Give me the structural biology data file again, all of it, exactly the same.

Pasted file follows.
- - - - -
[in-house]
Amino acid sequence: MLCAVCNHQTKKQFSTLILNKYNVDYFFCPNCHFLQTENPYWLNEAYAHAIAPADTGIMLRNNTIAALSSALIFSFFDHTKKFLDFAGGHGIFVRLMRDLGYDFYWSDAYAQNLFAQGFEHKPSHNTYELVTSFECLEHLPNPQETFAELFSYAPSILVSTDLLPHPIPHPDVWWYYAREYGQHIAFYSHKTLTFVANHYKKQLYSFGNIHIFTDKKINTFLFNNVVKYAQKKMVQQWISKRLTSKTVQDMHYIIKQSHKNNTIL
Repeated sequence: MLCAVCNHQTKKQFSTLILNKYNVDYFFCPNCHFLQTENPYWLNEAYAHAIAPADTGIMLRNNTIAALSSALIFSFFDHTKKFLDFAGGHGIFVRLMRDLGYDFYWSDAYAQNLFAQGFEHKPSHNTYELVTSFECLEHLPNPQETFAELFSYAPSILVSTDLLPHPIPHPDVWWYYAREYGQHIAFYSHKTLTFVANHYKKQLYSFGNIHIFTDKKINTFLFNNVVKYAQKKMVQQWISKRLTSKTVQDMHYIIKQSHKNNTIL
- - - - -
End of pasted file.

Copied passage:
[in-house]
Amino acid sequence: MLCAVCNHQTKKQFSTLILNKYNVDYFFCPNCHFLQTENPYWLNEAYAHAIAPADTGIMLRNNTIAALSSALIFSFFDHTKKFLDFAGGHGIFVRLMRDLGYDFYWSDAYAQNLFAQGFEHKPSHNTYELVTSFECLEHLPNPQETFAELFSYAPSILVSTDLLPHPIPHPDVWWYYAREYGQHIAFYSHKTLTFVANHYKKQLYSFGNIHIFTDKKINTFLFNNVVKYAQKKMVQQWISKRLTSKTVQDMHYIIKQSHKNNTIL
Repeated sequence: MLCAVCNHQTKKQFSTLILNKYNVDYFFCPNCHFLQTENPYWLNEAYAHAIAPADTGIMLRNNTIAALSSALIFSFFDHTKKFLDFAGGHGIFVRLMRDLGYDFYWSDAYAQNLFAQGFEHKPSHNTYELVTSFECLEHLPNPQETFAELFSYAPSILVSTDLLPHPIPHPDVWWYYAREYGQHIAFYSHKTLTFVANHYKKQLYSFGNIHIFTDKKINTFLFNNVVKYAQKKMVQQWISKRLTSKTVQDMHYIIKQSHKNNTIL